Being in India, coupled with my friend holding the book Fury by the Indian author Salman Rushdie, I thought about the book East, West (by Rushdie) that I read in high school–and never really understood. In fact, back then I never really understood literature. It’s not until I grew up a little bit that I started to grasp the beauty of words and culture.
Being from Thailand and having experienced Singapore (a prime East meets West) and the US of A, I think about the East-West dichotomy a fair amount. As globalization continues, it seems as if the Western way of life has infiltrated the world.
Today I went to explore the city of Bangalore for the first time. Here’s the few pictures that I took:
It doesn’t tell much, but there weren’t really much to tell. It’s another city, heavily influenced by the influx of technology and Western culture, establishing itself as a popular spot for Westerners in India.
And somehow, this doesn’t seem okay. I didn’t know what I expected coming in, but this just doesn’t feel right. The sights and sounds provoked a profound sorrow within me, sending me into another abyss of existential frustrations.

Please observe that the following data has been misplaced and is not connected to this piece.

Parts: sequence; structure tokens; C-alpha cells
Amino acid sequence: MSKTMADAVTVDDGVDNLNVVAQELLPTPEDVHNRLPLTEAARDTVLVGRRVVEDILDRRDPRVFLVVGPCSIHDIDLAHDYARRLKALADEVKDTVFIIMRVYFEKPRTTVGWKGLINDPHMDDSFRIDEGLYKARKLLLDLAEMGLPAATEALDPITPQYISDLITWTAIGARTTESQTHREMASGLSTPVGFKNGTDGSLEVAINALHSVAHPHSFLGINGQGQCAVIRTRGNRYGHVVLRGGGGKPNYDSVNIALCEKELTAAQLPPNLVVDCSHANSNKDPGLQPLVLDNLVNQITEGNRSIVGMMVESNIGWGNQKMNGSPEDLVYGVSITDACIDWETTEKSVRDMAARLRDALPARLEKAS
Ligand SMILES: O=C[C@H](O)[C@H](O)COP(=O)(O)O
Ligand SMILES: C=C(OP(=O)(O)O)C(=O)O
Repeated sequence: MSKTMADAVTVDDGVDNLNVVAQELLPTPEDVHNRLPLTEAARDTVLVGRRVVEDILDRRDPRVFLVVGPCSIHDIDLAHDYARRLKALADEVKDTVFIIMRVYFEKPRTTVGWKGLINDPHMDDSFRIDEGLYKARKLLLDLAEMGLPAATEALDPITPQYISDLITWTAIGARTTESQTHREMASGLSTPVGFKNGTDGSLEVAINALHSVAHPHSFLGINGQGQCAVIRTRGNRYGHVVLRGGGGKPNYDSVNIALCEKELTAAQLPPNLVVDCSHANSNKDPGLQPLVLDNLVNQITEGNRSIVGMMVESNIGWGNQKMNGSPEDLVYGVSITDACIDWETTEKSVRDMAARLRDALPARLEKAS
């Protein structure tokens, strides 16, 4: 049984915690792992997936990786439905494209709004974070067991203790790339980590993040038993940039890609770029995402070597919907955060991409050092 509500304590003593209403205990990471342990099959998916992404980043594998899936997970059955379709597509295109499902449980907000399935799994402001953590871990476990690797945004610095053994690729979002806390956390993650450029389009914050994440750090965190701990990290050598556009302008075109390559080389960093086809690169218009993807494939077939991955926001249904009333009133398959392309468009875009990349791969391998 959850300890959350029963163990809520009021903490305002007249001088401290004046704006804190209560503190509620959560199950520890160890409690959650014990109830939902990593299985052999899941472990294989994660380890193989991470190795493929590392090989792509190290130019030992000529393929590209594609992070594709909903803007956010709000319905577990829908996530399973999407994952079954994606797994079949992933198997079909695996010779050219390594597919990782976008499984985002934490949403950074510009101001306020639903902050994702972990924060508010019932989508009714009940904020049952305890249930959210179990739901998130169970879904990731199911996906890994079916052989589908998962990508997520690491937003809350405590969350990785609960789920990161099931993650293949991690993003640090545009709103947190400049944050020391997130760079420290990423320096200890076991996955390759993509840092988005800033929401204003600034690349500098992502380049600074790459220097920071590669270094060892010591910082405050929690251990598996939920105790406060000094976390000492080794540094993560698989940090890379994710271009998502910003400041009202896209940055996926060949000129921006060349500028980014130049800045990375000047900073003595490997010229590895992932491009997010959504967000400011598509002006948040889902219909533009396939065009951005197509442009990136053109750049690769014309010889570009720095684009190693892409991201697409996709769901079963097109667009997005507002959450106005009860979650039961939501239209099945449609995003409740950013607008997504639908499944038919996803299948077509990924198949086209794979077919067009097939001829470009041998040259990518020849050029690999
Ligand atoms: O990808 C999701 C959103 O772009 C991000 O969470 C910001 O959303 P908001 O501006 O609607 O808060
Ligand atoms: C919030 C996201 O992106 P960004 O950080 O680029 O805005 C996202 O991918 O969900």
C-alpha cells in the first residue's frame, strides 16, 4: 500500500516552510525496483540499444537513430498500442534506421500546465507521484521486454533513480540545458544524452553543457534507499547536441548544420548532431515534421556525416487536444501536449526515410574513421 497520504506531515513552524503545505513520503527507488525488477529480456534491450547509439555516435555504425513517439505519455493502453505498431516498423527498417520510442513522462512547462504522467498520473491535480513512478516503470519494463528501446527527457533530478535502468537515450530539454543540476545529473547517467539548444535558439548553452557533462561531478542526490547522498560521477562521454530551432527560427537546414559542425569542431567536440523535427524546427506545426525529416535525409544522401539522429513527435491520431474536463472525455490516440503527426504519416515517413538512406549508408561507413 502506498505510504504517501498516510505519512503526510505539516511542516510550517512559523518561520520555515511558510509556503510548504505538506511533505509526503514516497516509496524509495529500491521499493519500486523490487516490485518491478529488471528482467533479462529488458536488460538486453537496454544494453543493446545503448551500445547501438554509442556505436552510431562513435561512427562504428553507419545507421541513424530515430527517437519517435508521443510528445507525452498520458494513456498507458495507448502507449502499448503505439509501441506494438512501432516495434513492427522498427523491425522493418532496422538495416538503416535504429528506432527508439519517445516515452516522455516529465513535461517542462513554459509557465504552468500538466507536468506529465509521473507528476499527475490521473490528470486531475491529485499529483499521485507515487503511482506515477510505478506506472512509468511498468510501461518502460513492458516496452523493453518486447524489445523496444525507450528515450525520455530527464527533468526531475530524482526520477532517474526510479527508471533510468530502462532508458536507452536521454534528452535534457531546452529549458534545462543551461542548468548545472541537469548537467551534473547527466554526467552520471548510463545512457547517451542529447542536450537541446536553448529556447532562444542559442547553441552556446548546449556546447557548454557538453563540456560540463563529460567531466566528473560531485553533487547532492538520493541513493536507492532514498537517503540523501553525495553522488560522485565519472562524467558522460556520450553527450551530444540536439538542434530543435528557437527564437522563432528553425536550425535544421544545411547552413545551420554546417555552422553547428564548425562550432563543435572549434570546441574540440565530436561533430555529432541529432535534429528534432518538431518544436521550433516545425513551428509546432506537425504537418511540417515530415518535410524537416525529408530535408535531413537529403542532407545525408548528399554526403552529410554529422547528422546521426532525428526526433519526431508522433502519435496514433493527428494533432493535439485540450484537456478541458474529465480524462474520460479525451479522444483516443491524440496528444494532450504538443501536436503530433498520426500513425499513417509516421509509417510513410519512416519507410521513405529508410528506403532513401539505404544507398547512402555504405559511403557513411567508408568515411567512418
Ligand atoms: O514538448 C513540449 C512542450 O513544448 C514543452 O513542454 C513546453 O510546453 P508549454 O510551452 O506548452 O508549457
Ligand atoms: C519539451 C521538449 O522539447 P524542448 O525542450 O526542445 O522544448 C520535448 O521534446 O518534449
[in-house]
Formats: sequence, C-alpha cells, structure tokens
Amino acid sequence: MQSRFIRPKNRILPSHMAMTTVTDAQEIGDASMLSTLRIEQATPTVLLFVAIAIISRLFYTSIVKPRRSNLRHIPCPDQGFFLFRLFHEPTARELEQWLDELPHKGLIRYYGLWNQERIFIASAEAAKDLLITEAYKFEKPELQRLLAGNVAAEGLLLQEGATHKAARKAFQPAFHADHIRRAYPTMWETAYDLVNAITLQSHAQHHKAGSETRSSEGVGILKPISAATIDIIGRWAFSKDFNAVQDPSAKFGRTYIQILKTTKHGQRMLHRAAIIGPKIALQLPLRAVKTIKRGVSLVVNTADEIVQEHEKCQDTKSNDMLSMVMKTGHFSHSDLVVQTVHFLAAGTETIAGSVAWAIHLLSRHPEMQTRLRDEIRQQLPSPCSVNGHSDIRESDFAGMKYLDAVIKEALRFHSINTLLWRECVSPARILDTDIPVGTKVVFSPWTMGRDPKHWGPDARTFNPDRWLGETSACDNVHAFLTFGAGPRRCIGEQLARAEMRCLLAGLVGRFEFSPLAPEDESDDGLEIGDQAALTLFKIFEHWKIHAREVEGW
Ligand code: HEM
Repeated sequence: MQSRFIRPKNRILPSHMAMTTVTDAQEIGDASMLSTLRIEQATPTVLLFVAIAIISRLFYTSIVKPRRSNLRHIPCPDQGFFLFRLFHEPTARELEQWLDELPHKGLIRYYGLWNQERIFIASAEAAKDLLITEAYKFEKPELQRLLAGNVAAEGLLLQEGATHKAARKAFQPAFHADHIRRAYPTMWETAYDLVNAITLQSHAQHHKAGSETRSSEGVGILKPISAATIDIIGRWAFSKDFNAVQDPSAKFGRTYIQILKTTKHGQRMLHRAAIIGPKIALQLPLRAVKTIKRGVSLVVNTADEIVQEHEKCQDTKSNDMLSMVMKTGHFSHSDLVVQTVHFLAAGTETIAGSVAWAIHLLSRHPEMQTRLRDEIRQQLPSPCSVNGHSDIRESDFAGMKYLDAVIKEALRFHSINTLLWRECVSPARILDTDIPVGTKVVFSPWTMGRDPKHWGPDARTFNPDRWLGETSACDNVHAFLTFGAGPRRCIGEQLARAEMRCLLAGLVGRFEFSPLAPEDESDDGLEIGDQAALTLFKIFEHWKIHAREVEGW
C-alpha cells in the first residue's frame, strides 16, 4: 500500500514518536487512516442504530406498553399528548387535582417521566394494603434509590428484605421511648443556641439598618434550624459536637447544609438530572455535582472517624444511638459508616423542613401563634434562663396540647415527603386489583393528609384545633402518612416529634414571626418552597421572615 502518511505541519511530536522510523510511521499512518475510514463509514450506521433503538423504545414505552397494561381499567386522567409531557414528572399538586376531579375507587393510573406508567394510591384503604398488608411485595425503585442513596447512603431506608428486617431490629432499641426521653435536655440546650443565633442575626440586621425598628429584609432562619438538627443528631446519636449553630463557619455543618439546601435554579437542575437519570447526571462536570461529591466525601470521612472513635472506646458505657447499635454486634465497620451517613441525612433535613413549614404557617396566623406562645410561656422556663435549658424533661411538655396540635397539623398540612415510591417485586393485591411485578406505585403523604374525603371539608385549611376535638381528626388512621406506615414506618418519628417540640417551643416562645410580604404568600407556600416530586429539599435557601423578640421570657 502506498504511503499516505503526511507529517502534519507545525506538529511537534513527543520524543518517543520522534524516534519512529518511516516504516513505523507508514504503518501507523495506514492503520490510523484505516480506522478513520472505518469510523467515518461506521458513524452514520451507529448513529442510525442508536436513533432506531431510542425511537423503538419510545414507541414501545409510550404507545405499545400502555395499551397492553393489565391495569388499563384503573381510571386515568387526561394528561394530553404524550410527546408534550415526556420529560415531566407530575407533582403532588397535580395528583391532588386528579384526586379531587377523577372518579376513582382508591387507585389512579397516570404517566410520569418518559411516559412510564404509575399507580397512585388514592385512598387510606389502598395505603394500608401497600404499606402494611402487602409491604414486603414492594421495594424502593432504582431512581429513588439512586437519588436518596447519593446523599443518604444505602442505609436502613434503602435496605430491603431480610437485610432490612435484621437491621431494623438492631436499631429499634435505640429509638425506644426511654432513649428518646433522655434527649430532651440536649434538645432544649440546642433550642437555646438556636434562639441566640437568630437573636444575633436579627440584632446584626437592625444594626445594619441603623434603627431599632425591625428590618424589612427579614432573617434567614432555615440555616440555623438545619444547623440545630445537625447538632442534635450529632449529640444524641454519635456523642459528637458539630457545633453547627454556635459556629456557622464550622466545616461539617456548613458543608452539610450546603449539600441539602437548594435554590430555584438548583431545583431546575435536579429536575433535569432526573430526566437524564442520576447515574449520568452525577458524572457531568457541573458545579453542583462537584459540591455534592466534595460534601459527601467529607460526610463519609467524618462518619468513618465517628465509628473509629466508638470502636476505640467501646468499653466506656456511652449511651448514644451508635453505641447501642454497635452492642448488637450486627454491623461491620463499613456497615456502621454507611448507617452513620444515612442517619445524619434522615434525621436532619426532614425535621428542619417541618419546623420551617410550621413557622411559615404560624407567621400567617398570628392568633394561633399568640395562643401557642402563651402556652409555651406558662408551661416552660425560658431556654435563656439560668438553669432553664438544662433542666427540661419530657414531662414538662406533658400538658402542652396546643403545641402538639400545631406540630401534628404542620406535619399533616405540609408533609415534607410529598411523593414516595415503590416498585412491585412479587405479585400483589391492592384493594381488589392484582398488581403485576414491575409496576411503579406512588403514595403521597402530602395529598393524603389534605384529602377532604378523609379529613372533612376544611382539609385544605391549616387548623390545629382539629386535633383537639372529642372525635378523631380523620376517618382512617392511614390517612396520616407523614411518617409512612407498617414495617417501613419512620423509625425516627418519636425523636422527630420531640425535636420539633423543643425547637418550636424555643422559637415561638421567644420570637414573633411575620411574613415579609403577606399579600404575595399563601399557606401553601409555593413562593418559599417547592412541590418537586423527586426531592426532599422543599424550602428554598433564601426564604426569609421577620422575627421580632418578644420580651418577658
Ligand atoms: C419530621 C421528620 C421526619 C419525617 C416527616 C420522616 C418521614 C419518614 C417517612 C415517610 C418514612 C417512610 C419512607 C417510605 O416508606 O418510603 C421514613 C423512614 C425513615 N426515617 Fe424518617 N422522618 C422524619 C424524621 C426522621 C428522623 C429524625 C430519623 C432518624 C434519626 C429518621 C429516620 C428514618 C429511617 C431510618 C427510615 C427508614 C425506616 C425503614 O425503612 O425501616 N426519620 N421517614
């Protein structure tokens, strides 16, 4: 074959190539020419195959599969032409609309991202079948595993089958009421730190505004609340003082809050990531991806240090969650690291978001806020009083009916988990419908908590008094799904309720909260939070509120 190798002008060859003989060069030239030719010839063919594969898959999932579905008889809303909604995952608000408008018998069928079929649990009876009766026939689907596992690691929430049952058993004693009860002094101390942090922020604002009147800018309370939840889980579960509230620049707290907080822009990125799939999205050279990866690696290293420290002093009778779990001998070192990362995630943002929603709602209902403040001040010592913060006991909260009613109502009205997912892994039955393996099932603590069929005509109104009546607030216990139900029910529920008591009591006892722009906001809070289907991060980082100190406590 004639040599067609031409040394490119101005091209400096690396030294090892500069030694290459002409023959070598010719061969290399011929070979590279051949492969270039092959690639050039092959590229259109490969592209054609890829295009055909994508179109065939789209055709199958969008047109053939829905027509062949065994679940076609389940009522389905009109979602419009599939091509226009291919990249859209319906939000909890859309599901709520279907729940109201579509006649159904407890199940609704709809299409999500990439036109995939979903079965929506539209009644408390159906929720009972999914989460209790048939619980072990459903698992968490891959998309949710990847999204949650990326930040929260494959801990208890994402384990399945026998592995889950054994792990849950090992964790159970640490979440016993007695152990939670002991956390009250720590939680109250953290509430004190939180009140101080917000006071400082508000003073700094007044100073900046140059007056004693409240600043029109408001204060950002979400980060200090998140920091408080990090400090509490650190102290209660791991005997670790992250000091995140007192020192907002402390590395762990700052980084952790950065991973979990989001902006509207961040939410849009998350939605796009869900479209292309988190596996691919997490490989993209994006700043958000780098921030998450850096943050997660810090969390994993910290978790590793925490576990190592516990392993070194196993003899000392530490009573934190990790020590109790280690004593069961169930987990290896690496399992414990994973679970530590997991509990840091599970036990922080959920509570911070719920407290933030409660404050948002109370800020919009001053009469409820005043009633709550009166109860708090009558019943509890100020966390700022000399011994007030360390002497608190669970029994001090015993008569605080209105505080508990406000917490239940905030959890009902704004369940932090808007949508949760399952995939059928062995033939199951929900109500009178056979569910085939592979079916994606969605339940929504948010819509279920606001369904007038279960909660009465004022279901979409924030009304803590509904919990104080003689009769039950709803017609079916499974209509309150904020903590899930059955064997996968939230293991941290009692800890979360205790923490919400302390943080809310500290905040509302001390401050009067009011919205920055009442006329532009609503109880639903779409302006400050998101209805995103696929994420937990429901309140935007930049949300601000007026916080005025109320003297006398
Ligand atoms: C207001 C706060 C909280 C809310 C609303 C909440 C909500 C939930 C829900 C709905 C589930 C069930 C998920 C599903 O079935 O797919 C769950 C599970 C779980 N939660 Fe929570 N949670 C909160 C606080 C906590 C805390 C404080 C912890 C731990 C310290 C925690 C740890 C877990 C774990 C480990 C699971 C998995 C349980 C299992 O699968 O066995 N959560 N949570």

The East, culturally speaking, seems to be disappearing.
I wanted to see traditional buildings. I wanted to see simplicity. I wanted to see peace. And truthfully, I wanted to see a little less technology. Instead, I was greeted by constant honking (which–in my current state of mind–I have allowed to annoy the * out of me), shops like Lee, Levi’s, Bossini, Sony, and many more.
I feel a little selfish for not wanting the Western influences for anybody, especially since I myself has acclimated and fully embraced the Western lifestyle. I even feel nervous and dread when I know that I have to go to an unfamiliar place. I guess I’ve always thought of India as a country so rich with culture and beauty, and I wanted to see that. Yet, I also know that the social inequality is increasingly apparent in the country. And this is not what I came to see. I want to see the disparity. I want to see the slums. I want to see the different lifestyle, not the similar one. I’ll definitely get to see different angles as I visit different parts of India, but it’s still sad to feel that the local context here has been kicked away by things we’re too familiar with.
There’s a lot of ‘I’s in those two paragraphs. That’s a sign that my ego is flaring. You know… I really haven’t been very happy of late. Even as I spend time to advocate for happiness, I’m not happy. It’s probably time that I address it here on this blog – next post!